Study Finds Some Manure Contributes to Climate Change

Think manure is the best, most eco-friendly fertilizer option out there?

Think again.

According to a new study, which was conducted by Colorado State University and the University of Idaho and published on October 9 in Ecology Letters, manure from livestock who are given antibiotics can actually contribute to climate change.

The Experiment: Antibiotics vs Soil

To conduct the experiment, researchers studied three contained ecosystems: one given manure from cows administered antibiotics; one given manure from cows not administered antibiotics; and one given no manure. After a seven-day period of soil sampling, researchers discovered that antibiotics caused carbon to behave differently. The carbon’s cycle through the plant’s roots and soil and its exit into the atmosphere as carbon dioxide occurred at a much faster rate than normal.  Thus, exposure to antibiotics altered the soil’s microbiome.

While experiments have previously been conducted to test the effects of antibiotics on soil, these experiments were not realistic, as scientists would directly inject antibiotics into manure or soil. This experiment, however, employed a realistic design that allowed researchers to understand how antibiotics naturally interact with the soil.

And researchers are now concerned.

While antibiotics are useful for treating infections, over-use can lead to antibiotic-resistance. This means that bad bacteria can no longer be killed with antibiotics. According to the CDC, “Resistant germs from the animal gut can also get into the environment, like water and soil, from animal manure. If animal manure or water containing resistant germs are used on fruits, vegetables, or other produce as fertilizer or irrigation, then this can spread resistant germs.”

In the United States, 80 percent of antibiotics produced are administered to livestock. As if this number wasn’t staggering enough, the percentage of livestock antibiotic use is projected to increase by 67 percent in just ten years.

This is bad news for both the environment and people.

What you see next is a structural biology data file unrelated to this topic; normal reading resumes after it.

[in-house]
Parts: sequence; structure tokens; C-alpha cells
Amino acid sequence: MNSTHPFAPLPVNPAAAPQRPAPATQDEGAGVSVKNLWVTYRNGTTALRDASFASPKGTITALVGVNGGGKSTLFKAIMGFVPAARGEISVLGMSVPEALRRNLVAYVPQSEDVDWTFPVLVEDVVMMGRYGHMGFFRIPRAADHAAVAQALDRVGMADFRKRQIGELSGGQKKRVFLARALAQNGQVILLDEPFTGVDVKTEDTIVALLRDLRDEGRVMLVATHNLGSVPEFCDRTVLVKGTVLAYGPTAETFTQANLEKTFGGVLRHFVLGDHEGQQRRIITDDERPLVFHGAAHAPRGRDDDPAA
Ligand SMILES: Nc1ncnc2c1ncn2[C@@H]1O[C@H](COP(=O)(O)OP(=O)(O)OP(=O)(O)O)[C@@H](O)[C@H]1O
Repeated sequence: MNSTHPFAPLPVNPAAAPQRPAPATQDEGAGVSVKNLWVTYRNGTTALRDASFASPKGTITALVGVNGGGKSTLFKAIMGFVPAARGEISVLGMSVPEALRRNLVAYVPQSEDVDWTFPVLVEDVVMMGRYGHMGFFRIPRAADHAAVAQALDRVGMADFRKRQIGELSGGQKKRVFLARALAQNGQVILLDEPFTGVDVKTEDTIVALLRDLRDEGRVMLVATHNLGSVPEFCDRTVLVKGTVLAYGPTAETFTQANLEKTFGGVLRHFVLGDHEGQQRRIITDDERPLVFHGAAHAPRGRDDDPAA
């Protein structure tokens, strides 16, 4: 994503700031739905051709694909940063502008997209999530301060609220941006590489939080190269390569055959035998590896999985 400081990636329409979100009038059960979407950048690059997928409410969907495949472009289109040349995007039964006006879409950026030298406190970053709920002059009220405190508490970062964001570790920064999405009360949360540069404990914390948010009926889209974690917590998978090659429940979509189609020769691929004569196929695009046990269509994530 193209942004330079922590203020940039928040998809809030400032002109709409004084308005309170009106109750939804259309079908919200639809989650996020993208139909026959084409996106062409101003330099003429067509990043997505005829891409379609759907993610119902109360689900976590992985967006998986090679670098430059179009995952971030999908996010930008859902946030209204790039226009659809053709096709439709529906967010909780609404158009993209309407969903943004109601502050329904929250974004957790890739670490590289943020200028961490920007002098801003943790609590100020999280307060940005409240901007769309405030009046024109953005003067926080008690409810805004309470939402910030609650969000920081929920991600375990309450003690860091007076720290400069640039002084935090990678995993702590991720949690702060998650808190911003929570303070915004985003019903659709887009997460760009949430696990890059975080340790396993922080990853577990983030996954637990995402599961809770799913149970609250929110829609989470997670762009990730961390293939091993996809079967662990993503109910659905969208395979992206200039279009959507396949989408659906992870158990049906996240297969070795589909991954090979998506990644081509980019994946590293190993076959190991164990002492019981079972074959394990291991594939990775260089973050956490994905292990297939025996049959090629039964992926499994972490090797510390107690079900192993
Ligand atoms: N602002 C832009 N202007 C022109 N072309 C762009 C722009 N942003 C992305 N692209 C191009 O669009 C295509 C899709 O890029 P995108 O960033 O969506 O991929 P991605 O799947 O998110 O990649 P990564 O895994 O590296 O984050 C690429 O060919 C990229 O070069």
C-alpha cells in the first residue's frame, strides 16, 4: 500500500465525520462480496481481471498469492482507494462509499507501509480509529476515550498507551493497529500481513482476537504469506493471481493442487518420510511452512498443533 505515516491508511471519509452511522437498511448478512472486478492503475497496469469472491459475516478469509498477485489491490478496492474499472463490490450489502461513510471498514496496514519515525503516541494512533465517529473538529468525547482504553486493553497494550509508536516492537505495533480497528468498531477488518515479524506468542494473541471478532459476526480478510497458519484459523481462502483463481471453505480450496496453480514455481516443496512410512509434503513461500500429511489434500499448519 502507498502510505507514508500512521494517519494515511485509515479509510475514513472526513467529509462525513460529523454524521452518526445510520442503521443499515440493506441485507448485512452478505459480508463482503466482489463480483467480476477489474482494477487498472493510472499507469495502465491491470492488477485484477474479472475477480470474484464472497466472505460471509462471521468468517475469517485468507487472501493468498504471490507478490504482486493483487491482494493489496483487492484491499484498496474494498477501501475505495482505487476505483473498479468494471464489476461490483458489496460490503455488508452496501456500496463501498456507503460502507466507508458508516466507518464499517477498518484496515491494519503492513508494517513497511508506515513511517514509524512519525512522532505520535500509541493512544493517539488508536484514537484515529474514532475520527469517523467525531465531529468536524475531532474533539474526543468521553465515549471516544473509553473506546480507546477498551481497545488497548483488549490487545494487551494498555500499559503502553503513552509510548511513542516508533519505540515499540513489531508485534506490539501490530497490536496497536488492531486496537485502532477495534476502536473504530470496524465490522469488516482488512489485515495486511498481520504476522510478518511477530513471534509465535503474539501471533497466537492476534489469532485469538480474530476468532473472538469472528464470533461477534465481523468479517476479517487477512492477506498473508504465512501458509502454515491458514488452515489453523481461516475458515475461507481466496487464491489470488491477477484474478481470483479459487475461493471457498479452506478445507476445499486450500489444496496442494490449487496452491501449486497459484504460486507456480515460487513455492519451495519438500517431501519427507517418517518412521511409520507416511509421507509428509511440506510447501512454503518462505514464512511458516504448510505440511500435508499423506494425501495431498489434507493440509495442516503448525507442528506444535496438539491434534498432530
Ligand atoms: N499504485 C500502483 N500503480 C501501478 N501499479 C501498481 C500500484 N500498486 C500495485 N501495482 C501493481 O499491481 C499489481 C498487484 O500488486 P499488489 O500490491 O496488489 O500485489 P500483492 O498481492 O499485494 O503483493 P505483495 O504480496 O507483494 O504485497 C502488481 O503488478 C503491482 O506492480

Soil and Carbon

Soil, like trees and the ocean, store carbon and keep the planet from warming. But changes to the soil’s microbiome can disrupt this delicate process.

Carbon dioxide is sequestered from the air through the process of photosynthesis. It travels through plants’ roots and into the soil, where it provides nutrients for soil microbes.

This carbon is then either stored in humus, a highly decomposed material that gives soil a rich and dark color, or is released back into the atmosphere through microbial respiration.

It is, therefore, natural for carbon dioxide to be released back into the atmosphere, but not as quickly as it is currently being released.

Many other factors are contributing to increased carbon dioxide levels, such as deforestation via burning and cutting. The depletion of soil organic carbon (SOC) is only exacerbating the global issue of food insecurity, as less SOC means less fertile soil and fewer crops.

This is just one way that antibiotic-administered livestock is negatively affecting us.

The other way?

Our health.

Antibiotic-Resistant Germs

As discussed above, antibiotic over-use can result in resistance. So when we go to the grocery store to buy fruits and vegetables that were grown in manure from cows treated with antibiotics, we can contract illnesses. It’s not just from eating fruits or vegetables, however; eating raw or under-cooked meat that contains antibiotic-resistant germs can make us ill, too.

Obviously, to treat sick livestock and prevent diseases from spreading, farmers must use antibiotics. Yet, many farmers use antibiotics irresponsibly in order to promote growth. Over time, this exposure leads to antibiotic-resistant bacteria.

And while you may see terms like “antibiotic-free” on food packaging, this does not mean that the animal did not have antibiotic-resistant germs in its system. It simply means that any antibiotic medicine left the animal’s system before it was slaughtered.

So what does this mean for humans? How do we keep from getting sick, spreading resistant bacteria, and contributing to climate change?

For store-bought fruits and vegetables, wash them off with warm water before consuming them. This won’t kill any resistant germs, unfortunately. But cooking vegetables and meat will.

For those with a green thumb, however, you might be better off.

Natural Fertilizer

If you grow your own fruits and vegetables, there’s something you can do to keep you and your family safe from these resistant bacteria and to help the environment.

While manure is a natural fertilizer, it’s neither good for the environment nor your health. Switching to a bottled fertilizer to grow your fruits and vegetables is a better option.

xVital, xVirity’s liquid fertilizer, is a natural fertilizer comprised of two ingredients: nitrogen and water. Thus, it contains no salts, no chemicals, and-obviously-no antibiotics! With xVital, you can grow healthier crops without polluting the environment.

To buy your first bottle, visit our store.

 

Sources:

Antibiotic/Antimicrobial Resistance 

Soil Carbon Storage 

Researchers Find Multiple Effects on Soil from Manure from Cows Administered Antibiotics

 

 

 

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